majorhavoc wrote: ↑
Mon Mar 23, 2020 10:06 am
Stercutus wrote: ↑
Mon Mar 23, 2020 9:13 am
The Alabama Department of Public Health is reminding people to only call 911 for emergencies. Do not call 911 for information on coronavirus, if you need ride to the doctor’s office or have mild symptoms or want to get tested for COVID-19.
Area hospitals are now begging supplies so that they can provide patient care. The hoarders have completely screwed over themselves by buying out the stocks that hospitals need of gloves, masks and sanitizer etc. There will be a lot of irony when people die from their own foibles of trying to protect themselves by buying kit that is mostly useless to them that keeps care providers from having it that they might have used to save their lives.
I got an email from Harbor Freight that while they remain open and would be happy for my business, they are donating all remaining stocks of N95 masks and nitrile gloves to health providers. I applaud that decision.
Between myself and some neighbors, we have a small stock of N95s which I plan on sending to the hospital as their inventory gets scarce. The hospital has already started PPE rationing, and in some settings has limited residents to a single N95 per week. The hospital has advised residents that they are allowed to bring their own gloves and homemade masks, but not N95 masks (for whatever unstated reason, I can only guess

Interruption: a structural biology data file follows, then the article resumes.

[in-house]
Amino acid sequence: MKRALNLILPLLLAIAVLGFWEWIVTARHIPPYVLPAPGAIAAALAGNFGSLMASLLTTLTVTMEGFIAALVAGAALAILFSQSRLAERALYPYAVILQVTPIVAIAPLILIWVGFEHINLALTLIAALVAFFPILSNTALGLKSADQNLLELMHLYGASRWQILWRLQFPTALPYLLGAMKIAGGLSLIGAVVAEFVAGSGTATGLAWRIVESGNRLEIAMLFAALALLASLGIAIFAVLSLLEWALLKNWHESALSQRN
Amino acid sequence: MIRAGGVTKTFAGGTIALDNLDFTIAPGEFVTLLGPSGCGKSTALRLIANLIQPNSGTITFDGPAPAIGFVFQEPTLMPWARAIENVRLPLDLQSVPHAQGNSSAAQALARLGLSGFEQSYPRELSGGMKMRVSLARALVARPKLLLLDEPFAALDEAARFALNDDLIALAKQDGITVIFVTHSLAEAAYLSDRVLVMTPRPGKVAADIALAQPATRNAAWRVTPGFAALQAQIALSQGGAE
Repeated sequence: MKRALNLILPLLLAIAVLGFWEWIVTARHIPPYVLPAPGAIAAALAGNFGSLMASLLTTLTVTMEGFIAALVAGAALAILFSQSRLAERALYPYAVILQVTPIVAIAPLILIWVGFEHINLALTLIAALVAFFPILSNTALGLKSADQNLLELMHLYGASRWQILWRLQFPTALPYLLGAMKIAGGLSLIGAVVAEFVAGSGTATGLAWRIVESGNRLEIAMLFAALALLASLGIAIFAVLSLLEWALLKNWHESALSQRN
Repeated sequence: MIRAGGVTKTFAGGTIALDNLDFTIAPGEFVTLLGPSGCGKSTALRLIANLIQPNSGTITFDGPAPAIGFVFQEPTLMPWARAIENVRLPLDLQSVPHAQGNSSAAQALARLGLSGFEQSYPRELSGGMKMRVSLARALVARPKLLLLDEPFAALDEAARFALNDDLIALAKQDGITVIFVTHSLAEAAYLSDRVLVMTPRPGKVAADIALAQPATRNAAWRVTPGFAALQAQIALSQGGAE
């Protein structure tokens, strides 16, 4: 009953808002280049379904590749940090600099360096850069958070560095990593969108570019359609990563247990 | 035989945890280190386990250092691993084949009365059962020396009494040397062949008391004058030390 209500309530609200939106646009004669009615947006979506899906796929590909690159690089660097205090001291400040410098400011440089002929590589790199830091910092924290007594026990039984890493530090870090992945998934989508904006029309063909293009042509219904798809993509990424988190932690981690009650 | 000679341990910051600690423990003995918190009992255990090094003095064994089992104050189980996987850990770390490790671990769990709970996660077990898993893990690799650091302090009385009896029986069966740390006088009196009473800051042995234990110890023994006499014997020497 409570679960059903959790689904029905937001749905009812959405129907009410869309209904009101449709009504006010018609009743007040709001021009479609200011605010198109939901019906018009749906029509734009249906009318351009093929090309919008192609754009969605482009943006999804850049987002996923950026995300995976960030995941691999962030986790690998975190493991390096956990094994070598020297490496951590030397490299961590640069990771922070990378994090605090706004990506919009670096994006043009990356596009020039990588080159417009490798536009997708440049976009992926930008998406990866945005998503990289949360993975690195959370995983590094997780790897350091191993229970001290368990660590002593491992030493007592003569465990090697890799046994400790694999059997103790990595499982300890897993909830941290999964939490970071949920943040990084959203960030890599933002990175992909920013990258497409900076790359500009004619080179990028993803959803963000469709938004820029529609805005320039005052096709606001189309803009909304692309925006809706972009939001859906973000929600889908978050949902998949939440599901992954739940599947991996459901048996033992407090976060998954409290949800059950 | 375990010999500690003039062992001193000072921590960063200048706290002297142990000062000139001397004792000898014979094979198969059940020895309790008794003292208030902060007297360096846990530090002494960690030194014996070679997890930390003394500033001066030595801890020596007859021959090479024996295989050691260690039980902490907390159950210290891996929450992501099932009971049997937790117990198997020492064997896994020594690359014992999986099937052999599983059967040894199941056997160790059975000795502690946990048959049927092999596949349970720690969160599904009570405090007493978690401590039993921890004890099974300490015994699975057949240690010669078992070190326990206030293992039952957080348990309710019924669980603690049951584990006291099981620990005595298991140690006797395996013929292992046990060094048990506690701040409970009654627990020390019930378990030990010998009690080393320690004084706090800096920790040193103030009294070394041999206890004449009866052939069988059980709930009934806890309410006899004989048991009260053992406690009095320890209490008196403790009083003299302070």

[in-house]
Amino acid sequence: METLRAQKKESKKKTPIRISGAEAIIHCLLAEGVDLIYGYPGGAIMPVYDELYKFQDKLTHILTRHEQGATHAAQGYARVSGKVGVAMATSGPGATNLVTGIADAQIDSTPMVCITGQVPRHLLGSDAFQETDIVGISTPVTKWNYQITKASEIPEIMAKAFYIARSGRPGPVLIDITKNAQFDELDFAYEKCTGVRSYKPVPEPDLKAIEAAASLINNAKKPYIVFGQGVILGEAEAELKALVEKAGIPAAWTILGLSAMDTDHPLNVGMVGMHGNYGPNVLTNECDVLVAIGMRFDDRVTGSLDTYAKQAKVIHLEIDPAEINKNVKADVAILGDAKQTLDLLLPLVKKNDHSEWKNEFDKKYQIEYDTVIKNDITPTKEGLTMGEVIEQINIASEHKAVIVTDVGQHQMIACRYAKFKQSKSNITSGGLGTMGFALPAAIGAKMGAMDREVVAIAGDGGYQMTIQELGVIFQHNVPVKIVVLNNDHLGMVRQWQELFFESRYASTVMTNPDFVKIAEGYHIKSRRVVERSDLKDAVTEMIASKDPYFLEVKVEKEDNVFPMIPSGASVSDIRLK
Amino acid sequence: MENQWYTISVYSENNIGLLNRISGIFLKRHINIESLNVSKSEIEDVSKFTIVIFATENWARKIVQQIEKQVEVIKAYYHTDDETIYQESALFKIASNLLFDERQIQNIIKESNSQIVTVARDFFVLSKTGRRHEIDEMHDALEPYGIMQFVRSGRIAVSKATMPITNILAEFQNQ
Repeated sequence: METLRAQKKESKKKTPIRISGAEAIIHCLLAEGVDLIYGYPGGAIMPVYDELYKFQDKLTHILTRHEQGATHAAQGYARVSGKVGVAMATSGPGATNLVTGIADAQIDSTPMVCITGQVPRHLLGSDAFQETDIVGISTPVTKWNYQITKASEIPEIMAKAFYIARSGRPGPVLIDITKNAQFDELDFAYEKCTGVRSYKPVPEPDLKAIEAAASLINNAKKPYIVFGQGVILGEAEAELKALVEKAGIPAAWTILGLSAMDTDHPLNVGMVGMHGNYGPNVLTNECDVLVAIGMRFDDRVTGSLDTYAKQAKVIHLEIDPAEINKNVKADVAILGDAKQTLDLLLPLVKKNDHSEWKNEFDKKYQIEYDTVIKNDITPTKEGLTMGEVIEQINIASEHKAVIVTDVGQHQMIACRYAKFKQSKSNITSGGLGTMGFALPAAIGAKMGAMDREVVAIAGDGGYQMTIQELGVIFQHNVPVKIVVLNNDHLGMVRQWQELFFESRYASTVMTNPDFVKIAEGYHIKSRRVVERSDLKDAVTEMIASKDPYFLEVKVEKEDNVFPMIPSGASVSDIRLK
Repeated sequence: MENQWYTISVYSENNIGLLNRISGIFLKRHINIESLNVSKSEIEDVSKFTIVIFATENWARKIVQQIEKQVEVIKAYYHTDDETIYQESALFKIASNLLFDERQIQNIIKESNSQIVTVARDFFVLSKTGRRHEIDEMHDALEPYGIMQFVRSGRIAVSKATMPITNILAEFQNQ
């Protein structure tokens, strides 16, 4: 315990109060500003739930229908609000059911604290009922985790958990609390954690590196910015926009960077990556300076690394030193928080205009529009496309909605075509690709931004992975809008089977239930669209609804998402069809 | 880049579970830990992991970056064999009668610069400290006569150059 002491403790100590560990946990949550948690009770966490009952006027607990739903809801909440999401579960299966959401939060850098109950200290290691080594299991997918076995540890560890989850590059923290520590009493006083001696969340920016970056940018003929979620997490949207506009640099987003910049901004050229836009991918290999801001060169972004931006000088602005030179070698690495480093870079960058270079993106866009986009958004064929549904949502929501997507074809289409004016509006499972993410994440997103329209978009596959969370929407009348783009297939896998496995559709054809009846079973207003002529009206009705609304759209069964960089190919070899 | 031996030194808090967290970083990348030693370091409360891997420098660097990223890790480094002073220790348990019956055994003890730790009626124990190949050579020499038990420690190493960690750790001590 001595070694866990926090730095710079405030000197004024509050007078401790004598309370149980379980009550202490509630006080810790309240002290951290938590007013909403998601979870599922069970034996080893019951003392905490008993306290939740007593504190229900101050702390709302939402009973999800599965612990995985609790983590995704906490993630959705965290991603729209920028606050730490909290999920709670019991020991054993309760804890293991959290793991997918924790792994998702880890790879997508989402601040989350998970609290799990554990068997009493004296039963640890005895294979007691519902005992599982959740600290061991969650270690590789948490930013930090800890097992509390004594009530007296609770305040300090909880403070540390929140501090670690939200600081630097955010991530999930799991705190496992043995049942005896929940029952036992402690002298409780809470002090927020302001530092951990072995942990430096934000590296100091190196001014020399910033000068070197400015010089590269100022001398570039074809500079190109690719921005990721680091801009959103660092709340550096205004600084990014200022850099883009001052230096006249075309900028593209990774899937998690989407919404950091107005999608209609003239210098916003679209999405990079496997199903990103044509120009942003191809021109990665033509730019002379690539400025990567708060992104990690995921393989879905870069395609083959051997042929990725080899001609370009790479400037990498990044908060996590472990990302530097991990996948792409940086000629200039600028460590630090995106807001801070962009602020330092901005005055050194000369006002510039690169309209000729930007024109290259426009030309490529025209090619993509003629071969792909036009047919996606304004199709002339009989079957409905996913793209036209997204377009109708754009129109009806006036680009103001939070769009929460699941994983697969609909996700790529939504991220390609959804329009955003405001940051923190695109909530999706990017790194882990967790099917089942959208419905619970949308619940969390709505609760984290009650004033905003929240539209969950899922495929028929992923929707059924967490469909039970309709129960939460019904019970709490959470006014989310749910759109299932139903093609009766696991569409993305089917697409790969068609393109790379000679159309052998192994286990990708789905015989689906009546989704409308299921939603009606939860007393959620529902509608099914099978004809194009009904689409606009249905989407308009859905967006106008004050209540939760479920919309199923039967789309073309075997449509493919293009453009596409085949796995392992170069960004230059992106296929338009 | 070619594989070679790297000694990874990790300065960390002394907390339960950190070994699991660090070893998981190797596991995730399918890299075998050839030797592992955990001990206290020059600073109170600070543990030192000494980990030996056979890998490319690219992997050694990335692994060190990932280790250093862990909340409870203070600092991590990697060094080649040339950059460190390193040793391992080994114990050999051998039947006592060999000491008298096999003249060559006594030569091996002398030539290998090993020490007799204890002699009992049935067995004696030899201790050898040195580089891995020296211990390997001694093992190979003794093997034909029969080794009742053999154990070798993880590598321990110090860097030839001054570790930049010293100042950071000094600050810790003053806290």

). The hospital has not called for donations of homemade masks, but on the assumption that in a few weeks that will start looking more attractive than the alternative (no PPE left), I have begun manufacturing some homemade masks.
While vacuum bags were rated poorly by this study: https://smartairfilters.com/en/blog/bes ... ask-virus/
and https://www.researchgate.net/publicatio ... a_Pandemic
, primarily for their difficulty of of breathing through, they did perform well in particulate capture. I tested a prototype mask, using HEPA filter material from vacuum bags, and my wife and I both concluded that breathing was not any more difficult than a commercial N95, despite the study's findings. This result may vary with the brand of material you are using, but in my case it seemed fine. Notably: if you are thinking of using vacuum bag material, it should be HEPA rated, and in-fact the HEPA rating exceeds the N95 specification.
I started with a pattern from https://freesewing.org/blog/facemask-frenzy/
, but the prototype mask leaked around the bridge of the nose, because it could not follow the contour there - commercial N95s have a metal strip for this purpose. I've modified the pattern to include a pocket in the bridge of the nose, for a straightened paper clip, which can be bent to achieve a better seal. My (only partly joking) alternative was to suggest simply taping the bridge of the mask to the user's face, instead.
Also, I added short sections of elastic band (to conserve my limited elastic material) proximal to the bands going to secure it to the head, to help keep it snug during use (as the main ribbon I have has no stretch at all).